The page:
“Happiness is desired by all; and moments of it are probably attained by most. Only moments of it can be attained because happiness is the inner concomitant of neat harmonies of body, spirit and society; and these neat harmonies are bound to be infrequent. There is no simple harmony between our ambitions and achievements because our ambitions tend to outrun achievements….
“There are no simple congruities in life or history. The cult of happiness erroneously assumes them. It is possible to soften the incongruities of life endlessly by the scientific conquest of nature’s caprices, and the social and political triumph over historic injustice. But all such strategies cannot finally overcome the fragmentary character of human existence. The final wisdom of life requires, not the annulment of incongruity but the achievement of serenity within and above it.
“The irony of America’s quest for happiness lies in the fact that she succeeded more obviously than any other nation in making life ‘comfortable,’ only finally to run into larger incongruities of human destiny by the same achievements by which it escaped the smaller ones. Thus we tried too simply to make sense out of life, striving for harmonies between man and nature and man and society and man and his ultimate destiny, which have provisional but no ultimate validity. Our very success in this enterprise has hastened the exposure of its final limits. Over these exertions we discern by faith the ironical laughter of the divine source and end of all things. ‘He that sitteth in the heavens shall laugh’ (Psalm 2, 4).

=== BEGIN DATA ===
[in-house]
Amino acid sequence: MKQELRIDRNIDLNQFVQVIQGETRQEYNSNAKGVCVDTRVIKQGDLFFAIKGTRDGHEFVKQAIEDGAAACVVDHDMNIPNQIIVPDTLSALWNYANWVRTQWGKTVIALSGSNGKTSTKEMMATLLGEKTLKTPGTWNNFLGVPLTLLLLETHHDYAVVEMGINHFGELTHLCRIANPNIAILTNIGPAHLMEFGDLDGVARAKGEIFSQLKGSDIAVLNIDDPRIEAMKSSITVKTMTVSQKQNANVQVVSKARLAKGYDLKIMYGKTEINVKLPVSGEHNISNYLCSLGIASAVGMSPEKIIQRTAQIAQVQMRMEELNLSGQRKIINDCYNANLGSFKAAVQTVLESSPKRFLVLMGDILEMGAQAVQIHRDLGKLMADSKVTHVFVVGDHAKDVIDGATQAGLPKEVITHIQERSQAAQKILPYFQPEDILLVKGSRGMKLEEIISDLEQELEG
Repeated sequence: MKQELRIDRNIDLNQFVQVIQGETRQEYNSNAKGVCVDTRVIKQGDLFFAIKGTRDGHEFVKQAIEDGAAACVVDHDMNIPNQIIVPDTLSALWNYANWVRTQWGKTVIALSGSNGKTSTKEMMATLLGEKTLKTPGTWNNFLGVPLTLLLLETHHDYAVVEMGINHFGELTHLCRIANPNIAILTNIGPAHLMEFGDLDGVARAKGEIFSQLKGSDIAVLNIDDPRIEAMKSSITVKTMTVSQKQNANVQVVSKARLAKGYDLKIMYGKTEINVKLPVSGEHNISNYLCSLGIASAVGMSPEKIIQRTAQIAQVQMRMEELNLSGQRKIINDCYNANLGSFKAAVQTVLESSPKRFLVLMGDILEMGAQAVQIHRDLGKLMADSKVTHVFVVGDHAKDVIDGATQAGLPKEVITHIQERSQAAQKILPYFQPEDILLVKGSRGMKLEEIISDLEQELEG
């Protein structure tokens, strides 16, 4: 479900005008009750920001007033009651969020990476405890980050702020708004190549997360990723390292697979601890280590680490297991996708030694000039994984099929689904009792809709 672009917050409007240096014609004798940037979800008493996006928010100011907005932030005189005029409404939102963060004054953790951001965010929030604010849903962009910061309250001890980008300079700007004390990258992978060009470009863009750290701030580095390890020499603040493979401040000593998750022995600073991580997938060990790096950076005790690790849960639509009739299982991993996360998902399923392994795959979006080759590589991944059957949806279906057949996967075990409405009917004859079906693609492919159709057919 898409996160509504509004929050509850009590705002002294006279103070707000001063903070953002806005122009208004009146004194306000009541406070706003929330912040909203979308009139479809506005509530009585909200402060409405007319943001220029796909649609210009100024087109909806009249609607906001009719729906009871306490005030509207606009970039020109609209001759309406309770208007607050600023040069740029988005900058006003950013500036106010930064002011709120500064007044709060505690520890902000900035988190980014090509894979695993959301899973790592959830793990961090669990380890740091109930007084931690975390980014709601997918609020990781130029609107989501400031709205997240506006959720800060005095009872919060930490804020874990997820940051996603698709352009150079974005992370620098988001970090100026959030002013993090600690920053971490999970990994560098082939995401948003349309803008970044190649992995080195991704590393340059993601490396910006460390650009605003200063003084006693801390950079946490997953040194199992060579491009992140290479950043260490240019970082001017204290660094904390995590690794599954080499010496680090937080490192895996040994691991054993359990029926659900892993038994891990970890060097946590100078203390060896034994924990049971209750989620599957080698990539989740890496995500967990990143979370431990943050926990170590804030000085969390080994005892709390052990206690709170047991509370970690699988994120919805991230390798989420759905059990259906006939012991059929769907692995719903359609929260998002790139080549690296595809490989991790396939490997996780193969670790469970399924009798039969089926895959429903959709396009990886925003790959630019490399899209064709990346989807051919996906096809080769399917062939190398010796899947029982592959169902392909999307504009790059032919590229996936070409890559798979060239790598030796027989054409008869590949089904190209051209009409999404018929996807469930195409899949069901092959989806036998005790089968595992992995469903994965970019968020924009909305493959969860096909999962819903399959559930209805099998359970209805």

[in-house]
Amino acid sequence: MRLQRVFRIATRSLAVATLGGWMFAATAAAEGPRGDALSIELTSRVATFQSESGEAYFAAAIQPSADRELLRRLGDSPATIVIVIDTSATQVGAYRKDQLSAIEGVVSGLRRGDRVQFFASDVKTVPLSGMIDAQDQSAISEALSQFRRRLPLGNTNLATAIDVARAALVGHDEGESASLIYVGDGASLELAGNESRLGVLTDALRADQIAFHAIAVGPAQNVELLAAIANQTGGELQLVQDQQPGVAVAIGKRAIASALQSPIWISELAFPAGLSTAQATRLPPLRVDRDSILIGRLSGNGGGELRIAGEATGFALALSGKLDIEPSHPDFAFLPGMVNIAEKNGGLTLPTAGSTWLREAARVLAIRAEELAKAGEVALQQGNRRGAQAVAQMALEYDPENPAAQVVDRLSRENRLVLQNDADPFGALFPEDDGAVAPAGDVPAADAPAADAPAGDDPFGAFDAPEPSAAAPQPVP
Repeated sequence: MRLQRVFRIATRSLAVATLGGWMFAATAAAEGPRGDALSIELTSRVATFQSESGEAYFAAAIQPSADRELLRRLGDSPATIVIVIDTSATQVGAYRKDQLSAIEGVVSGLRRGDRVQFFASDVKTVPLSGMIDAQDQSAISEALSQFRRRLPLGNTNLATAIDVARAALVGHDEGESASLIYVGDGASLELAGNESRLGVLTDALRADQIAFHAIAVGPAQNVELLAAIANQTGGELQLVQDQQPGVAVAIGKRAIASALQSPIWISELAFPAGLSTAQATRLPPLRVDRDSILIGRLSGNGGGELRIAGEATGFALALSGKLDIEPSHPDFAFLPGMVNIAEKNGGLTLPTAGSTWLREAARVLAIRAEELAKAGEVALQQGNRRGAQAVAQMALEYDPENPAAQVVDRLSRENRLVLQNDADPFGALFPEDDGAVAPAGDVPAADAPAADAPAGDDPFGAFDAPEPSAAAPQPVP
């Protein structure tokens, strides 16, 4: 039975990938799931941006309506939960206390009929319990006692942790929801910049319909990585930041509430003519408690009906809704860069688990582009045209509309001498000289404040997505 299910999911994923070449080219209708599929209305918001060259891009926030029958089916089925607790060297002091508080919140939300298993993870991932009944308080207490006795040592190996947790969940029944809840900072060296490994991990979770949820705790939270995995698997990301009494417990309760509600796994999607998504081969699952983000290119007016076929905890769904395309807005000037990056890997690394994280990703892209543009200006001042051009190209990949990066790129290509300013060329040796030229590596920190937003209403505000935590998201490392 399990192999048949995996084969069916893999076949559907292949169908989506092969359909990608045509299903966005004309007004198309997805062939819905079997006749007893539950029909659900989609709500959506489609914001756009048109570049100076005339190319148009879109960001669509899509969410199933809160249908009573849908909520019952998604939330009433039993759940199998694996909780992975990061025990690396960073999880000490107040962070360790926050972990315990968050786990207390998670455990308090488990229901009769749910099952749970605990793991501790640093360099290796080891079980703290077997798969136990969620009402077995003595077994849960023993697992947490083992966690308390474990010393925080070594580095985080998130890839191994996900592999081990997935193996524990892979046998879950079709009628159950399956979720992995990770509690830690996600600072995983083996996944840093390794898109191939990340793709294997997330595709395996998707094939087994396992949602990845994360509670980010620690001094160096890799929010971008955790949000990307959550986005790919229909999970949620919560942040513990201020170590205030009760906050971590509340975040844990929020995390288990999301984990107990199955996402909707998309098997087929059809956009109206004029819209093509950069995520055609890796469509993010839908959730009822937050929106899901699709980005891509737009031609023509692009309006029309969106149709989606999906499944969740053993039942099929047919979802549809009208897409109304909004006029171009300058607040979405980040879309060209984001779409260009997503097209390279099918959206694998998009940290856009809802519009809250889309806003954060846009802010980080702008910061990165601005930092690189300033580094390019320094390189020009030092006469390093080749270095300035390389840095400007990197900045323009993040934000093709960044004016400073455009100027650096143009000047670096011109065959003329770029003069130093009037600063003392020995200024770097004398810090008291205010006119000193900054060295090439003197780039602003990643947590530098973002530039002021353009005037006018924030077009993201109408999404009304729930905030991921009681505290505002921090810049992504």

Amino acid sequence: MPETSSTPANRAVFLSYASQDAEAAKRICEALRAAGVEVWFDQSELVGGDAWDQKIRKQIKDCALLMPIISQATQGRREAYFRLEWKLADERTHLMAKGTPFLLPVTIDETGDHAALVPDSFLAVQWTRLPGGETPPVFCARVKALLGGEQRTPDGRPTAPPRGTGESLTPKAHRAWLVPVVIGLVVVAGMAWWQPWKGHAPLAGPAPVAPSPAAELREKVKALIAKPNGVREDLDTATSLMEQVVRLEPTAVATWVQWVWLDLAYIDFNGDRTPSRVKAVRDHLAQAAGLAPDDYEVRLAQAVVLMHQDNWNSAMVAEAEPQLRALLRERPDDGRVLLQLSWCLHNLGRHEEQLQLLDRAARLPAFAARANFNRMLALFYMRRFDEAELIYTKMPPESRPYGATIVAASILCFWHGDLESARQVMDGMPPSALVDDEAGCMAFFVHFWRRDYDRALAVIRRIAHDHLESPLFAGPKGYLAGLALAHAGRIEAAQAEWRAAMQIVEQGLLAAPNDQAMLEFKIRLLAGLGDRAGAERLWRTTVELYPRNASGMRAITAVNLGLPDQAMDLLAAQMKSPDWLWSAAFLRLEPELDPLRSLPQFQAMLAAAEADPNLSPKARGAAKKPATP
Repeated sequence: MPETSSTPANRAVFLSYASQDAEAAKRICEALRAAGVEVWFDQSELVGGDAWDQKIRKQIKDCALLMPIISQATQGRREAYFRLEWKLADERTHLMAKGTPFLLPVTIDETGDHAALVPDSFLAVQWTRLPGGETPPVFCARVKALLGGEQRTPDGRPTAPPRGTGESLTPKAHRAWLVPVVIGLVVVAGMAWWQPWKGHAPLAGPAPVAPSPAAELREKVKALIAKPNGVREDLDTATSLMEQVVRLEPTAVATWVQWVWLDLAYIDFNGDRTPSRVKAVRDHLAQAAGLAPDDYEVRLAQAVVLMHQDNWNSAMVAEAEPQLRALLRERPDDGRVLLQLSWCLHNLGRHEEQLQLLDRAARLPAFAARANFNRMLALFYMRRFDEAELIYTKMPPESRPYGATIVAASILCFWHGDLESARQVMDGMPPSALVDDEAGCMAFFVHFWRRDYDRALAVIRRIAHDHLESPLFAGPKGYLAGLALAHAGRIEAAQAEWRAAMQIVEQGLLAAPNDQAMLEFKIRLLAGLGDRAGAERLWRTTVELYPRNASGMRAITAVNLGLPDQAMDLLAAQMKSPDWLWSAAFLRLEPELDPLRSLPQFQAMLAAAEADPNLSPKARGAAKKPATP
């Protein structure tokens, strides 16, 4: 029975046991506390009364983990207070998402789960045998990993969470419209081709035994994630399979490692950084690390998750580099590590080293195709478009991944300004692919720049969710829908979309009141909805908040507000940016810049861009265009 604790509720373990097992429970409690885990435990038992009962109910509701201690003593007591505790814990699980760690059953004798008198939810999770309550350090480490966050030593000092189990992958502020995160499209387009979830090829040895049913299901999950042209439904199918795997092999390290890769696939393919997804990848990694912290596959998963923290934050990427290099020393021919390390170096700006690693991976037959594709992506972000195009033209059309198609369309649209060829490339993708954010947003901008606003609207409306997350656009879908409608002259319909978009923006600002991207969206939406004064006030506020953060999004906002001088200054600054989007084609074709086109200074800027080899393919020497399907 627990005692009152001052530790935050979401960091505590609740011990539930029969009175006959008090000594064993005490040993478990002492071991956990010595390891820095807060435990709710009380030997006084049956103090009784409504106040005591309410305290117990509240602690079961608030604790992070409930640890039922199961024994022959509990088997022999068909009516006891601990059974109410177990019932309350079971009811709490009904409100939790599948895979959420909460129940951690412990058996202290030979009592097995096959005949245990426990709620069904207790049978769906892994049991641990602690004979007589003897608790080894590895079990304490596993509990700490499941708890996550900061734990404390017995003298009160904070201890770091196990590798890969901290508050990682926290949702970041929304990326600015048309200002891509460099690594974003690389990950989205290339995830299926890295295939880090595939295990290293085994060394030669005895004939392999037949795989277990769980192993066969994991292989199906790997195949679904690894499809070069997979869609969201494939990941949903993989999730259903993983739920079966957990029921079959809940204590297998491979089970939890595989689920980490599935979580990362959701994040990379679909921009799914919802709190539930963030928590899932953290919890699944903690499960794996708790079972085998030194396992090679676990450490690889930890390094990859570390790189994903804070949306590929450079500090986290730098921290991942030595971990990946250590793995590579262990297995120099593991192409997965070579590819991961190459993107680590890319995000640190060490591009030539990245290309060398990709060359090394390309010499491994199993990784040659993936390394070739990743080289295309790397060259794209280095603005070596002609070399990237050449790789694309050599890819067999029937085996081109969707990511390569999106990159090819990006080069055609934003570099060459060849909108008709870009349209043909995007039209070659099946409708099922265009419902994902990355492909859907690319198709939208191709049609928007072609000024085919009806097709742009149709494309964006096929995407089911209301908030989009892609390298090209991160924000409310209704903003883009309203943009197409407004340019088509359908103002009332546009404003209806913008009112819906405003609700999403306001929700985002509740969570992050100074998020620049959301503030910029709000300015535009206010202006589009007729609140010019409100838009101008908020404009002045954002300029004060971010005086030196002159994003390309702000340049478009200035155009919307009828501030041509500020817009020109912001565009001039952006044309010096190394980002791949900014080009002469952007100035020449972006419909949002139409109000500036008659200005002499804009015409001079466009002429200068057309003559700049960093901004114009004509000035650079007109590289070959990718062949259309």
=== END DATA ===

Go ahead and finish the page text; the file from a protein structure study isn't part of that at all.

He laughs because ‘the people imagine a vain thing.’ The Scripture assures us that God’s laughter is derisive, having the sting of judgment upon our vanities in it. But if the laughter is truly ironic it must symbolize mercy as well as judgment. For whenever judgment defines the limits of human striving it creates the possibility of an humble acceptance of those limits. Within that humility mercy and peace can find a lodging place.”
Source: Reinhold Niebuhr, The Irony of American History, chapter 3, “Prosperity and Virtue”
©2016 by Charles Strohmer
Image by Samuele Deiana, via flickr.
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